I Always Wanted to Be a Super Hero, How About You?

by on December 5, 2011

When I was a kid, I dreamed about flying through the air with the greatest of ease to rescue puppies, kittens and grannies. I ran around the house in pink fuzzy pajamas and a blanket tied around my neck, on a mission to save the world.  I was Super Girl, Wonder Woman and the GI Joes combined! Evil doers beware!

Super Hero. Mom

You remember how happy everyone was when the super hero saved the day? They clapped, waved their hands in the air, gushed their thank yous … and you thought, “Wow, that’d be so cool!” I always thought they were the cream of the crop, the crème de la crème, which excludes ordinary people, of course.

Funny thing is, when I grew up I found out that everyone can be a super hero. Even me. Even you.

The Case of the Website Bandit

Me, I’m a mom. I get up in the morning like every other parent and send my little loves off to school. Yet, once the home is empty, I slip into my super hero gear and fly off to save the world. Granted, it’s a small world, but the effects are the same.

Because, you see, I was able to join the Level343 Team. It’s like the Justice League for business! Everyday, we get to save companies from falling into oblivion. We get to help lift them up and make them shine brighter than they ever have before. We’re not just helping companies, though; we’re helping the people who make up those companies – the hard-working business owners and employees who are struggling to keep going. – And that’s awesome.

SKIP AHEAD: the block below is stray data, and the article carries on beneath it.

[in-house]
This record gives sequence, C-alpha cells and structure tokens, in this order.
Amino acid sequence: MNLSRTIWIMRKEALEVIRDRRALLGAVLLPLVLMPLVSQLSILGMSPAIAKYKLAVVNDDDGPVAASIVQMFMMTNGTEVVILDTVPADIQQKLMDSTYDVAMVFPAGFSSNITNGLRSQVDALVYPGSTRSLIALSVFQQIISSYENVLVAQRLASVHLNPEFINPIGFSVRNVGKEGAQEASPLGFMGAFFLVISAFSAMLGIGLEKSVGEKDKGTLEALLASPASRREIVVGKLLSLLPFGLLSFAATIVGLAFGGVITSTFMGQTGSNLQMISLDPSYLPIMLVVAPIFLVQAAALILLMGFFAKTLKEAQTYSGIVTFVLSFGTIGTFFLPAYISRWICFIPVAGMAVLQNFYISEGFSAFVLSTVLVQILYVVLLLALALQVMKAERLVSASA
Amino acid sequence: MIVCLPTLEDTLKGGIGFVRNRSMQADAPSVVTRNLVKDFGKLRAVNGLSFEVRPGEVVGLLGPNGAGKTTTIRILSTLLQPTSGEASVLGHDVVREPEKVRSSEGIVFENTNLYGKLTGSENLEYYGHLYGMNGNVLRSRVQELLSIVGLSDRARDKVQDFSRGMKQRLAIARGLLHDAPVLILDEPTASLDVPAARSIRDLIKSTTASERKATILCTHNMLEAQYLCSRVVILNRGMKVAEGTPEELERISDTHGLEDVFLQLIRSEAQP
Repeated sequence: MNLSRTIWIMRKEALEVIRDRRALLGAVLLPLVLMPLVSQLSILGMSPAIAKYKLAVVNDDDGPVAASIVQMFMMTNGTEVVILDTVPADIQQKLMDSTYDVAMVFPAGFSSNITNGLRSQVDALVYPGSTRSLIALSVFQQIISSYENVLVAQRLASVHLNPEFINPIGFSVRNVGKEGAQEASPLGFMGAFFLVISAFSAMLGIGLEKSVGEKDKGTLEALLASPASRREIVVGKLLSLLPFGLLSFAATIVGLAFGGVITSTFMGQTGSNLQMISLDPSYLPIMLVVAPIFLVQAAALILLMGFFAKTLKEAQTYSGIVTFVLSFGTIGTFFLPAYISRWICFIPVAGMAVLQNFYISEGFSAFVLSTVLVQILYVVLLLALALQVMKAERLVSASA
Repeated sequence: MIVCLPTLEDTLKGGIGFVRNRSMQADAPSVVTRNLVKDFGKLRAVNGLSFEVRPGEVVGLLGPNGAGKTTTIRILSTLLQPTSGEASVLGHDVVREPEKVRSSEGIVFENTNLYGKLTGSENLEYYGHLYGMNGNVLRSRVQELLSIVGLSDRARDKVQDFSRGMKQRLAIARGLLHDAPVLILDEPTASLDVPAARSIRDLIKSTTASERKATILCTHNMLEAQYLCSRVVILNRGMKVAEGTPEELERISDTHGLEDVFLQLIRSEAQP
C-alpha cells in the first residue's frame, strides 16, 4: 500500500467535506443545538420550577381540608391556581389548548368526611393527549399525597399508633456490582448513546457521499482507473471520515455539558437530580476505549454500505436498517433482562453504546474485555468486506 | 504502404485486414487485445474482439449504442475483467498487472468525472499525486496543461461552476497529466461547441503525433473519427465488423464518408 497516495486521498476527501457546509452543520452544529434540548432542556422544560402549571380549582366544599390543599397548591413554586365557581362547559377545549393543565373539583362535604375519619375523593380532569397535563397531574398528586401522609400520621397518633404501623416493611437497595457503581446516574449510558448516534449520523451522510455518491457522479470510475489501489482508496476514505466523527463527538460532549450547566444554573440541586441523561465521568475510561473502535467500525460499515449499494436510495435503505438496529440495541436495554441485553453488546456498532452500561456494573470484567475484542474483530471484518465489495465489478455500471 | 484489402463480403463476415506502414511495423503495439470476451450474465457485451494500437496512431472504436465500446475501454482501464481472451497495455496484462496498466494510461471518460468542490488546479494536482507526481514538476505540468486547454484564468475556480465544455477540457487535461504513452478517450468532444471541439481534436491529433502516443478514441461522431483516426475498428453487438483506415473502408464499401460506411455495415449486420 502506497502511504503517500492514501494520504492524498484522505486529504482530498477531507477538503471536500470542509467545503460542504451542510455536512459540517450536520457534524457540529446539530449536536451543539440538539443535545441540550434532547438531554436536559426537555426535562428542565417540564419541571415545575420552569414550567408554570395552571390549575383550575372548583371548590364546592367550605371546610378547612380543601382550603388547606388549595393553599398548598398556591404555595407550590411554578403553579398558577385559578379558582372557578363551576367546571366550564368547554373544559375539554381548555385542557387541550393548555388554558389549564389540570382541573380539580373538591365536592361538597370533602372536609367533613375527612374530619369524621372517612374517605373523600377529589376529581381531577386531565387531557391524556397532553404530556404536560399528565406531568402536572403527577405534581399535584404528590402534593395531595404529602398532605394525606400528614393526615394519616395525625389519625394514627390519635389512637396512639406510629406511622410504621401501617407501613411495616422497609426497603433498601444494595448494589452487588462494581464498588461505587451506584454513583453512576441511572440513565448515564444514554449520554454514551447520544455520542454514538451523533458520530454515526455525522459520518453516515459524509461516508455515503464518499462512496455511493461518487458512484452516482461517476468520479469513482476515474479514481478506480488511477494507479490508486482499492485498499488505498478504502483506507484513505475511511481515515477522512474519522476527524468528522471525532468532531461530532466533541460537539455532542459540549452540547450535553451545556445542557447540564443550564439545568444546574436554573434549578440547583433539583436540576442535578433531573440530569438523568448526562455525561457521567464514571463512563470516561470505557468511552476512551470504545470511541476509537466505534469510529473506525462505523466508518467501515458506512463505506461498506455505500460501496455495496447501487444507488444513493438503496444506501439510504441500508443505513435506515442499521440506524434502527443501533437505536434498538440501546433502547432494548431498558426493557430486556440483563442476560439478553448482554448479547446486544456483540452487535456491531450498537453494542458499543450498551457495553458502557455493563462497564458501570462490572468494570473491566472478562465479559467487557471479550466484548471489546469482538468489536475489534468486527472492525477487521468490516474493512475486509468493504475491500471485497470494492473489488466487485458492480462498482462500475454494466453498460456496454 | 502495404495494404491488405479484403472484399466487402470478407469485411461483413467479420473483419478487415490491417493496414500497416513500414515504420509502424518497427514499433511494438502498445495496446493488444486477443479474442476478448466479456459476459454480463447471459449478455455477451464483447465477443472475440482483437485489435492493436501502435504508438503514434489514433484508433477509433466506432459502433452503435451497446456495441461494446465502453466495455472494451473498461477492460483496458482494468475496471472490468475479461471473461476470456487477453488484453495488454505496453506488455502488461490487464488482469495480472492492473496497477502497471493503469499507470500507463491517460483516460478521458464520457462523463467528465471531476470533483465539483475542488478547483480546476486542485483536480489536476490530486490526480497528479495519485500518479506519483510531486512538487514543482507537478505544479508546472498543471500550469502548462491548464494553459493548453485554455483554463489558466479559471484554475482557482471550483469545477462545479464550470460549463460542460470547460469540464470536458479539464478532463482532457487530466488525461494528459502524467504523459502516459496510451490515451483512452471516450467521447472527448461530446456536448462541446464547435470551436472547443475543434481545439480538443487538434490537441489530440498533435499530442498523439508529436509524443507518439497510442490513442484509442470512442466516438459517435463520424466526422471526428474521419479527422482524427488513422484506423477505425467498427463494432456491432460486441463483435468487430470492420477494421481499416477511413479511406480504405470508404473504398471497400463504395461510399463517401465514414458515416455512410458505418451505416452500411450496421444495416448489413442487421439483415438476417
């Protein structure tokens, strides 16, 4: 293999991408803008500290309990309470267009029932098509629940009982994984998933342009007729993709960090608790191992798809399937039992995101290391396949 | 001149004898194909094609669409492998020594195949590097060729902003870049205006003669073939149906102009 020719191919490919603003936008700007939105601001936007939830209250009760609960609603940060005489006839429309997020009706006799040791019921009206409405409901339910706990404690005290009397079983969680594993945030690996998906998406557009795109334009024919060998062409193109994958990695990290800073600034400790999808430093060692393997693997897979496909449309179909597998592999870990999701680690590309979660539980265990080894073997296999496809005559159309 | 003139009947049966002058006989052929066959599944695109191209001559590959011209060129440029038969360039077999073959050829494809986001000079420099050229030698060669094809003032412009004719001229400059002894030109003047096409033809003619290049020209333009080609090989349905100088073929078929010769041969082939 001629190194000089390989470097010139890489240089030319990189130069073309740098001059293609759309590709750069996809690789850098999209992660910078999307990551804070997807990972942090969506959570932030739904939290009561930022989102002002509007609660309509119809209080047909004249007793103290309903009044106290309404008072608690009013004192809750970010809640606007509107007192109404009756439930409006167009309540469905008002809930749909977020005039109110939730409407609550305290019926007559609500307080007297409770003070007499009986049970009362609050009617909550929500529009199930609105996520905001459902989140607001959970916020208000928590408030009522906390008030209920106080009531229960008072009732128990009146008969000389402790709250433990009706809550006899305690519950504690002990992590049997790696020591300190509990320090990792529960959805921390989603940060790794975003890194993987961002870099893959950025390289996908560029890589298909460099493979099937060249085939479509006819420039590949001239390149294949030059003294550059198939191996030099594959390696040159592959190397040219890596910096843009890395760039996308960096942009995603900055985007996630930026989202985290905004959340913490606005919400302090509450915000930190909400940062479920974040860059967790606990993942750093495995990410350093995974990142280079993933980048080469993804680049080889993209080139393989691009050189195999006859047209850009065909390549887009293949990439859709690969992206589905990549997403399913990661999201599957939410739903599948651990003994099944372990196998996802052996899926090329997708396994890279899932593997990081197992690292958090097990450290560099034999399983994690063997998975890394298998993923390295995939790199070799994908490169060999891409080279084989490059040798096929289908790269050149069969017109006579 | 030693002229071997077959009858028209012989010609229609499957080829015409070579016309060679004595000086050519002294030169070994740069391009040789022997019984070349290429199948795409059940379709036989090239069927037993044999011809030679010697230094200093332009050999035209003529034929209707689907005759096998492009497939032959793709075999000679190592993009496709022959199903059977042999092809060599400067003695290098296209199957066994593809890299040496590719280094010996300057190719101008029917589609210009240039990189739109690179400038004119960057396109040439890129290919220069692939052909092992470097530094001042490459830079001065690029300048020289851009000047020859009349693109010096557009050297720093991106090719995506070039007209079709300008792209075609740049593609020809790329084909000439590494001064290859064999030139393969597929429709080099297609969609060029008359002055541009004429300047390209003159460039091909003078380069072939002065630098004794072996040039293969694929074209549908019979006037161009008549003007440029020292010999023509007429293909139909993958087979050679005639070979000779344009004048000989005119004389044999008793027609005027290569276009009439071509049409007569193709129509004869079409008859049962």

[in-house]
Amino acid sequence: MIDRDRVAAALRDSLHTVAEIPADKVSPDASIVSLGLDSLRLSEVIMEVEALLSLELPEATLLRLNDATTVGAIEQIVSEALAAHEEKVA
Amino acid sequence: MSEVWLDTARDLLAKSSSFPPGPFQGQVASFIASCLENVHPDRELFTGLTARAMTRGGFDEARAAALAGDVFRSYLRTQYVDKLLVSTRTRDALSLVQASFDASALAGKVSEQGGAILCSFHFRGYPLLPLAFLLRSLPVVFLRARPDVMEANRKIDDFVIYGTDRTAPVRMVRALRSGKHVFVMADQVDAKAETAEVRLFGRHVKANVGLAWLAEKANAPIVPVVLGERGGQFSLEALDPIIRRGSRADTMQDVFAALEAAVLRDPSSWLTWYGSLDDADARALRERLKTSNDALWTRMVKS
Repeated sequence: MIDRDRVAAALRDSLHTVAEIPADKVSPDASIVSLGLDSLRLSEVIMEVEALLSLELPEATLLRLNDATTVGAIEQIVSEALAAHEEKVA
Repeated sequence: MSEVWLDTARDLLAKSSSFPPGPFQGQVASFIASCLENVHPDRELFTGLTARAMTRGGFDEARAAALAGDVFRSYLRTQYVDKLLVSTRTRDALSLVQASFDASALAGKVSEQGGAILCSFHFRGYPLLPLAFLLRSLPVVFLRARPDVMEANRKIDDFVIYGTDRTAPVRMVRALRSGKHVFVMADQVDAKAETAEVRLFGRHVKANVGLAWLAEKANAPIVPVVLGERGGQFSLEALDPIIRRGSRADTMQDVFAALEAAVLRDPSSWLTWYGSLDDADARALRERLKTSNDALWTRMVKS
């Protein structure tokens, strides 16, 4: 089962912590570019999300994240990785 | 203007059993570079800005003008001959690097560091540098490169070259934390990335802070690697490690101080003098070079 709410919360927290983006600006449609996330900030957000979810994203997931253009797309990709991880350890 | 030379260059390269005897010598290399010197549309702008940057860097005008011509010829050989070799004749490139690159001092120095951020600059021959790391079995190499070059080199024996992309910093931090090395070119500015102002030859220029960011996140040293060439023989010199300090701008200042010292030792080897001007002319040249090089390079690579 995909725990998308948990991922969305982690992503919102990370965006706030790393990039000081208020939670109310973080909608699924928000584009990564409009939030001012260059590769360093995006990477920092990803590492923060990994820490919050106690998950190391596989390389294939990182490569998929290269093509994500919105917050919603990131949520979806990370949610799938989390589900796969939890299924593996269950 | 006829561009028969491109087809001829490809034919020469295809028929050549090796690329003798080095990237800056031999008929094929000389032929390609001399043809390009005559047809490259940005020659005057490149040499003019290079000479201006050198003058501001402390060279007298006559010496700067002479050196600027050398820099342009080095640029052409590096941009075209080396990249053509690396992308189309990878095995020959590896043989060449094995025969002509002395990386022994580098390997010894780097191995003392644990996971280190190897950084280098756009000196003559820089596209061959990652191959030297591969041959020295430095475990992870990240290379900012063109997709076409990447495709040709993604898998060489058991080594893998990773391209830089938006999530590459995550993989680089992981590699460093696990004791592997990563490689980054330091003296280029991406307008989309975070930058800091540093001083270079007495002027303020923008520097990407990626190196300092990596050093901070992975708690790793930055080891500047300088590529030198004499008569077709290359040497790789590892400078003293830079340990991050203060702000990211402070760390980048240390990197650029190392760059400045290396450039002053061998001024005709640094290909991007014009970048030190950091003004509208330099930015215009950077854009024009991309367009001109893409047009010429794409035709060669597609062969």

Got Hacked?

We beat down problems with the powers of our mind through creative brain storming with clients. Occasionally we work with other super heroes when the dark forces of competition are particularly strong and viral, like those shows where Batman and Superman team up. We even help some of our clients be heroes themselves when the case has something to do with reputation management.

Every once in a while it’s something big, like The Case of the Website Banditwhen a client’s website got hacked. Some foul fiend had fiendishly (of course) hidden diabolical links in the client’s site. With ruthless determination, we investigated the cause of erroneous outgoing links, leaving no stone unturned. We uncovered the culprit files and, although the fiend got away, we saved the site. The client was happy, the Team was happy – happy endings, high fives and cocktails all around.

Now, maybe you think this is all a lot of make-believe from a grown woman who needs to gain a little maturity. Or, maybe you’re already getting the idea…

Brand-Empowered Super Heroes: Customer Service That Excels

While doing research on how well brands are embracing social media, I came to a startling realization. When these brands address concerns for their customers, that’s just fancy marketing talk. What they’re really doing is saving the day – they’re coming to the rescue of the people who trust them.